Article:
ABLE2UK Accessible concert at the O2 Academy Glasgow was my first gig of 2016 and what a gig it was. Kicking off 2016 with a big bang and setting a standard that I hope all music venues strive for in the near future.
It was a night full of amazing music from Prides, Kodaline and Hozier. Gail Porter hosted the event, which included filmed messages from big stars, such as Mark Wahlberg, Chris Martin, Frank Turner and Annie Mac. The films were played on a big screen throughout the night to entertain and help raise awareness of the barriers faced by disabled people.
The stars even got asked questions like “Do you have any disabilities”, “Do you know anyone with a disability” and “If you were disabled for 24 hours, what would concern you the most”. Some of the answers were surprising and some more comical.
Subtitles, hearing induction loop and an on-stage BSL signing interpreter were some of the main features available during the night. As well as a large viewing platform increasing the number of wheelchair spaces considerably from around 3 to 30, ramped access throughout the venue and an increase in accessible toilet provision (accessible portaloos).
It wasn’t just the inside of the venue that was made more accessible. Outside adjustments consisted of Blue Badge Parking, a temporary taxi rank, a pick up/drop off location and step free access to the building.
Scottish band, Prides were first on stage just a little after 7pm. The trio was missing their drummer, but they still put on an unbelievable show as they performed songs from their new album ‘The Way Back Up’. I’ve been a fan of Prides for a while now so it was great to finally see them live.
Next up was Kodaline who also didn’t disappoint. I had only ever heard a few of their songs before, but after seeing them perform I’m definitely a fan and the crowd were absolutely loving them too.
Hozier was the headliner of the night and the one I was looking forward to seeing the most. From the moment he got on stage he blew us away. He was incredible, faultless and his whole performance was on another level. Can’t wait to see him again.
Throughout the gig Gail Porter was encouraging the audience to tweet what they would do if they could do anything with #able2. It got me thinking about the things I’d want to be able to do and it wasn’t necessarily the obvious thing of being able to walk again that I thought of. It was the simple thing of being able to lift my arms and hug my Nephew. Something I’ve not been able to properly do.
The purpose of ABLE2UK’s Accessible concert was to raise awareness to the issues disabled music fans face and I have to say they done an incredible job of doing just that. It often feels like disabled people are an afterthought or even worse forgotten about, but not by the organiser Howard Thorpe and everyone that helped make this Accessible concert possible. They made us feel like we mattered by making us a priority from the very beginning even if it was for one night only.
Howard gave a powerful and moving speech, which provided encouragement that anything is possible whether you are disabled or not. Mark Wahlberg was even watching Howard’s speech on Facetime and cheering him on (see the guy on the right holding the phone in the photo below).
I do believe with people and organisations like ABLE2UK changes will happen and venues will start to make improvements no matter how small. They all have to start somewhere and hopefully the time is now.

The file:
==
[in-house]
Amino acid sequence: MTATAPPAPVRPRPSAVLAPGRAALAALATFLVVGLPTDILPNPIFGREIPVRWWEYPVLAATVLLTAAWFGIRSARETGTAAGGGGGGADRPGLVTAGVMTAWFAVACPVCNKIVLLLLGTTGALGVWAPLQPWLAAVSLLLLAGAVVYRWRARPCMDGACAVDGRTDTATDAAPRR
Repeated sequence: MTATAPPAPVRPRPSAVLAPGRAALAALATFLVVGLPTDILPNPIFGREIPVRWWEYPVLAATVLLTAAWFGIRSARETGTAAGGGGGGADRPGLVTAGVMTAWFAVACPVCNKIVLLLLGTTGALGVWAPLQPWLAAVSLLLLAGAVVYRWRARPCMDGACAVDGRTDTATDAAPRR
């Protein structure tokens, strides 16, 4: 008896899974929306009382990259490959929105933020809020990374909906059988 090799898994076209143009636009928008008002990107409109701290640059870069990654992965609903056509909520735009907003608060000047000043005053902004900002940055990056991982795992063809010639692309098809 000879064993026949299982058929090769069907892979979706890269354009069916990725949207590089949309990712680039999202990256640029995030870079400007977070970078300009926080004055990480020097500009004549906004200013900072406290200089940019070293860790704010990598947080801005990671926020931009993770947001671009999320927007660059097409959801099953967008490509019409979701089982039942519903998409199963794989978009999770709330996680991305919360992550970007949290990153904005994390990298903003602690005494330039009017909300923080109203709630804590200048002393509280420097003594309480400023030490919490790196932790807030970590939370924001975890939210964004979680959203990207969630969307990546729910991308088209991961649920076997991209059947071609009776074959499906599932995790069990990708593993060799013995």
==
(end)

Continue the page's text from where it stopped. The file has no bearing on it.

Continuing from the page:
We only had a slight issue at the gig and I don’t think it had anything to do with ABLE2UK or their customer service assistants. I believe it was the security staff for the O2 Academy and information not being properly passed on that I had a free PA ticket when I booked the tickets. This caused confusion and miscommunication between the security staff, which almost resulted in my boyfriend having to sit in a different area away from me because they said he didn’t have a ticket (even though I had an email confirmation stating otherwise).
Thankfully the issue was sorted after a discussion with them and we both got to sit beside each other on the accessible viewing platform that was perfectly situated close to the stage giving everyone on the platform a great unrestricted view. I found it quite ironic that at an accessible gig we would have issues with our PA’s being able to sit with us. Like I said though, it was a slight issue and it didn’t ruin our experience of the gig.
It was great that our friends and family had a seat beside us as well, allowing us to interact and speak more easily to each other. I always find it more comfortable when I’m on the same eye level as the people I’m with at a gig (it also doesn’t hurt my neck looking up so much haha).
It’s sad to think that the next time I go to the O2 Academy Glasgow it won’t be set up like it was for the ABLE2UK gig. There will only be a small section for wheelchairs at the back of the room. Packed in like sardines with a sea of people jamming me in so even if I wanted to go to the toilet or go to the bar I’d have to fight my way through everyone and equally create a scene on the way back as everyone moves out the way to give me enough space to get my chair through.
I really do think any gig I go to after this (not just at this venue) is going to be compared to ABLE2UK’s gig until the rest of the venues step up and take action to address the barriers disabled people face when attending music gigs. Especially when I read Nikki Fox from BBC report that “Fewer than half of the UK’s music venues are wheelchair accessible, and where there is access, fewer than one percent of tickets are for disabled customers on platforms.” Surely this needs to change to make it accessible for all.
There’s been talk of ABLE2UK making this an annual event so I’m keeping my fingers crossed for that as I found it to be a huge success.
If you were #able2 do anything, what would it be?